responsibility, again without regulatory review. Manufacturers are under no regulatory obligation to conduct postmarketing epidemiological studies or to collect and report adverse events.

The contrast between the regulatory systems for drugs or devices and for tobacco has been discussed by a number of authors (Henningfield, and Slade, 1998; O’Reilly, 1989; Page, 1998; Slade and Henningfield, 1998; Warner et al., 1997), who point out the paradox of a stringent regulatory system for exposure reduction products developed by the pharmaceutical industry and a weak regulatory system for exposure reduction products developed by tobacco manufacturers. Table 4–8 illustrates the problem.

TABLE 4–8 Comparison of Two Nicotine Inhalers


Eclipse (tobacco company)

Nicotrol Inhaler (pharmaceutical company)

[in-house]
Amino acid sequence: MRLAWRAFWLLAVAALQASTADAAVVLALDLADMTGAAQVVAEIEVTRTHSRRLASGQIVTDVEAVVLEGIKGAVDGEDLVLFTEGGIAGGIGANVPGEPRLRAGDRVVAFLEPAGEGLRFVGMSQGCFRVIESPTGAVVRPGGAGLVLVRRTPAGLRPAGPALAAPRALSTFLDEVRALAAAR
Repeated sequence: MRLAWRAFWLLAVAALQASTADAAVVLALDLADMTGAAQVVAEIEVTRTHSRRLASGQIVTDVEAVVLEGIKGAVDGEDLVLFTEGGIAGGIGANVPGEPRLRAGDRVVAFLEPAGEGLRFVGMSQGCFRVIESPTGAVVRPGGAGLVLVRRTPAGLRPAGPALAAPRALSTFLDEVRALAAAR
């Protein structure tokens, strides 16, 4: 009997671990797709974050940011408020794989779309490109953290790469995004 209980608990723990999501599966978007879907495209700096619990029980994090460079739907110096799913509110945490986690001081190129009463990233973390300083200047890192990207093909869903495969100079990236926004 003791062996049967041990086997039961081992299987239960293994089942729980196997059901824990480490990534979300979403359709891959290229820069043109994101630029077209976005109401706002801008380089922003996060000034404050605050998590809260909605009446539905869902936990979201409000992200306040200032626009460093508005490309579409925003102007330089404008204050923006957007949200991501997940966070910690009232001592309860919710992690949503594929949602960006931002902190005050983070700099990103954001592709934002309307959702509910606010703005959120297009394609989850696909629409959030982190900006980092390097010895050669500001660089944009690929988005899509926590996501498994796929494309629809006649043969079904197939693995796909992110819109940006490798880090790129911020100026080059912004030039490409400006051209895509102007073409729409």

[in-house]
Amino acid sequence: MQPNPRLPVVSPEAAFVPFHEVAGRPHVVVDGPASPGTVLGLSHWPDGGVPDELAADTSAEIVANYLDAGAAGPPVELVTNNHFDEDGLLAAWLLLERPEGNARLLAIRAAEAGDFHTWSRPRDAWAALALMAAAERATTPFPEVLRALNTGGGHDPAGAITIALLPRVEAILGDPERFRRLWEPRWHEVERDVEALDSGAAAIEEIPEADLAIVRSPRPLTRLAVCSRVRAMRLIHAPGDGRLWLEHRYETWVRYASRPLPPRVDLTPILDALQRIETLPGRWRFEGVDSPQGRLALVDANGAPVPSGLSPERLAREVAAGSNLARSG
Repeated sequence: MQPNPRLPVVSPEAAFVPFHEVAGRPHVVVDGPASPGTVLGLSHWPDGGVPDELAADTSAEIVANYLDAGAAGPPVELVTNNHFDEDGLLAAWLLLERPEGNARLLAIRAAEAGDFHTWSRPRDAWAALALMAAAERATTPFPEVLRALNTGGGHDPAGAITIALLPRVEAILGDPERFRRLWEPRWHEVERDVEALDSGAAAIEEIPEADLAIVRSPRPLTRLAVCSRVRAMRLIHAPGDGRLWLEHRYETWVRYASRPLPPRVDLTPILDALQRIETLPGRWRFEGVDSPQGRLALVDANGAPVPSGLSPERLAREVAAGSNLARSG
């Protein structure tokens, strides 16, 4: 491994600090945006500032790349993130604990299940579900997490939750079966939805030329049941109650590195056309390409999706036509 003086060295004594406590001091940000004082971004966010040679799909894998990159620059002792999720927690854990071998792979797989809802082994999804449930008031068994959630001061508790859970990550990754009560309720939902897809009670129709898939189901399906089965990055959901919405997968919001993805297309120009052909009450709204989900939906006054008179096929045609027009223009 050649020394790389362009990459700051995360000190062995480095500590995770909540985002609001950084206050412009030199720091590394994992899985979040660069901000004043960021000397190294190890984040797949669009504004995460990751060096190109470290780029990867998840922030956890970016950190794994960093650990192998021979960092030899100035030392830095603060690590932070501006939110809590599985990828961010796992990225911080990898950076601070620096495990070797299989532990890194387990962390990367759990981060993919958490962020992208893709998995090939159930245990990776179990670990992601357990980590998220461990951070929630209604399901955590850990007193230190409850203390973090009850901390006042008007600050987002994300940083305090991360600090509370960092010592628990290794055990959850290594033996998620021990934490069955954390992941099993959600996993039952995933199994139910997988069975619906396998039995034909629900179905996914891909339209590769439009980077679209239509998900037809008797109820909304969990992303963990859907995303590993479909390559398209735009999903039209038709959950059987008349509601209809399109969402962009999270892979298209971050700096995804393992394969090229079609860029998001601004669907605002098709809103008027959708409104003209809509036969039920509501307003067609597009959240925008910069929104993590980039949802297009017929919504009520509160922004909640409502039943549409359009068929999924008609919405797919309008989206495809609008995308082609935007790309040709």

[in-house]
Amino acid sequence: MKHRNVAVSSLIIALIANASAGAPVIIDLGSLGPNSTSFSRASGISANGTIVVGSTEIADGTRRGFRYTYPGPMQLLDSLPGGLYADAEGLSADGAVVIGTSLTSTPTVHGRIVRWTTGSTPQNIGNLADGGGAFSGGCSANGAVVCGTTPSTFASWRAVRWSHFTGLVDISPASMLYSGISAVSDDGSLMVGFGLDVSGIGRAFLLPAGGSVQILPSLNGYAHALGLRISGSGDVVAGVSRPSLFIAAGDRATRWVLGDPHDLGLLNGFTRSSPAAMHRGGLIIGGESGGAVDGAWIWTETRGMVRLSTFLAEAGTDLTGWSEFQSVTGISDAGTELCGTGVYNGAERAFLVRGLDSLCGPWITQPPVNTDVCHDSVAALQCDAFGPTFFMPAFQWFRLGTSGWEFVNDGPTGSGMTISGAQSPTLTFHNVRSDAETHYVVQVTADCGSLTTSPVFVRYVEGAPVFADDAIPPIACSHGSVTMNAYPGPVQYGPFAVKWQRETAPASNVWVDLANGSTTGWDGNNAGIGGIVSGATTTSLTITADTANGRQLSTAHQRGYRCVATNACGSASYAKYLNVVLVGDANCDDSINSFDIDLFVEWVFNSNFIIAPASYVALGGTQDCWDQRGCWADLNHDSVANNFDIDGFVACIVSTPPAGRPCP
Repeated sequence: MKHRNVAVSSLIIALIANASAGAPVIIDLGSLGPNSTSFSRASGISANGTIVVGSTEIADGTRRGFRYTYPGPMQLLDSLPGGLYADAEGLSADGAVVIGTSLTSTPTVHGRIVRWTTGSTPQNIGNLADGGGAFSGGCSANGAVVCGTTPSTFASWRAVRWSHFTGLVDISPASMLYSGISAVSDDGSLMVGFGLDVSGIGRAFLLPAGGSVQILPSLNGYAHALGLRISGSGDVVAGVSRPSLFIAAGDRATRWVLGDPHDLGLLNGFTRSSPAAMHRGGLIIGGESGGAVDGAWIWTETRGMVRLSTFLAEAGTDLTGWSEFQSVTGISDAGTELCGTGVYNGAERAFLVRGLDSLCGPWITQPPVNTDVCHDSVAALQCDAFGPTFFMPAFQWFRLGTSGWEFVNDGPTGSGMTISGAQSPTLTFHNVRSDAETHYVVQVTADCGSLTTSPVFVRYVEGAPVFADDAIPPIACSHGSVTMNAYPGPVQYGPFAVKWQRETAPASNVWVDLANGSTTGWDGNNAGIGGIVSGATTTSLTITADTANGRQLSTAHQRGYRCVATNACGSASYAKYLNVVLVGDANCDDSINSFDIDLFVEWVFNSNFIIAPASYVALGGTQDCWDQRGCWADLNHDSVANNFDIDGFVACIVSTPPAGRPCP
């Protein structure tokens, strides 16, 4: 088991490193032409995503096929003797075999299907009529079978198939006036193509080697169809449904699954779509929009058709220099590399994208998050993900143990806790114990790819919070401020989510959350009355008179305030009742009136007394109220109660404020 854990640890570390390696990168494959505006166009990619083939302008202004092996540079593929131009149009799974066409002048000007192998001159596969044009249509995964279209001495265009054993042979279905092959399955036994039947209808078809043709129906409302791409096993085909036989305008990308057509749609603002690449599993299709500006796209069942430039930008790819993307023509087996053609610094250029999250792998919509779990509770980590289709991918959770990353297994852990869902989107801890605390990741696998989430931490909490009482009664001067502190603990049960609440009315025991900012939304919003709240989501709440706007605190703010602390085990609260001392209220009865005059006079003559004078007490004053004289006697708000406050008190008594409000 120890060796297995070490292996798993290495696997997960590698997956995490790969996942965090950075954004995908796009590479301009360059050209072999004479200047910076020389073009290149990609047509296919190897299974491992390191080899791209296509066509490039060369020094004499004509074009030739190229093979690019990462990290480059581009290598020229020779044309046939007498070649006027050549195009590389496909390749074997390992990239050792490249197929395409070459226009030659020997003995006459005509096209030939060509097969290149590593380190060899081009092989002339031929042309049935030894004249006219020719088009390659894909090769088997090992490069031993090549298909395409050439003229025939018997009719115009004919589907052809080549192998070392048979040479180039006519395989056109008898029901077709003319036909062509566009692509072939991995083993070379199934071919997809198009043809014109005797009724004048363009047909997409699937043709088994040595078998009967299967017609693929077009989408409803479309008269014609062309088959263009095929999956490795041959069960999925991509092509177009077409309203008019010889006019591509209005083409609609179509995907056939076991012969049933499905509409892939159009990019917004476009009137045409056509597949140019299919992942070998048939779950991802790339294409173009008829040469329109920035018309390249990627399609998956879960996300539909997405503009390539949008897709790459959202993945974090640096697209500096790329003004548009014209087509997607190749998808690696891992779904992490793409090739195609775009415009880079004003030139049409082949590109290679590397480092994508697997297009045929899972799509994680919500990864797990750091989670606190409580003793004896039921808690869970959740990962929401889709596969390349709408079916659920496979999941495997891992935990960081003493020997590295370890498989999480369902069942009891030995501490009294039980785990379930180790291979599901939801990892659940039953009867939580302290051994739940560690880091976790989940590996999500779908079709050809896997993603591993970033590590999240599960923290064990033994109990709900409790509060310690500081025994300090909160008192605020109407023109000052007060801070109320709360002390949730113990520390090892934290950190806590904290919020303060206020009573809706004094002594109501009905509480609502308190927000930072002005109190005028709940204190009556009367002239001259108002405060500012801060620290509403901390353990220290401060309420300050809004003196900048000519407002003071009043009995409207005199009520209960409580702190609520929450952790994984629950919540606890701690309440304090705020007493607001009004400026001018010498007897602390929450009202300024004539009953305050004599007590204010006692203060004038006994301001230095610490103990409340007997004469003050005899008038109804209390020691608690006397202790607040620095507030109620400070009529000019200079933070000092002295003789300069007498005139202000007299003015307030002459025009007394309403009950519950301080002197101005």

Heat source volatizes nicotine and glycerol, and scorches tobacco

Ambient air passing through nicotine reservoir volatizes nicotine


Mimics cigarettes (lung delivery of nicotine)

Similar to low Nicorette dose (buccal delivery of nicotine)

Projected abuse liability




High CO, acrolein, “soot,” and other contaminants

Not allowed

Claims or indications

Reduced delivery (unproven to FDA)

Smoking cessation (FDA-approved studies)


Cause and sustain dependence

Treat dependence


More than $3.00 per pack of 20 ($0.15 each)

$55.00 per pack of 42 ($1.30 each)

Modification oversight

Modified to be more palatable (and more toxic) without approval

Any modification requires FDA approval

Premarketing approval data

None submitted to FDA

Conventional new drug application submission and FDA approval



Prescription only


SOURCE: Slade and Henningfield, 1998. Reprinted with permission of the Food and Drug Law Institute.

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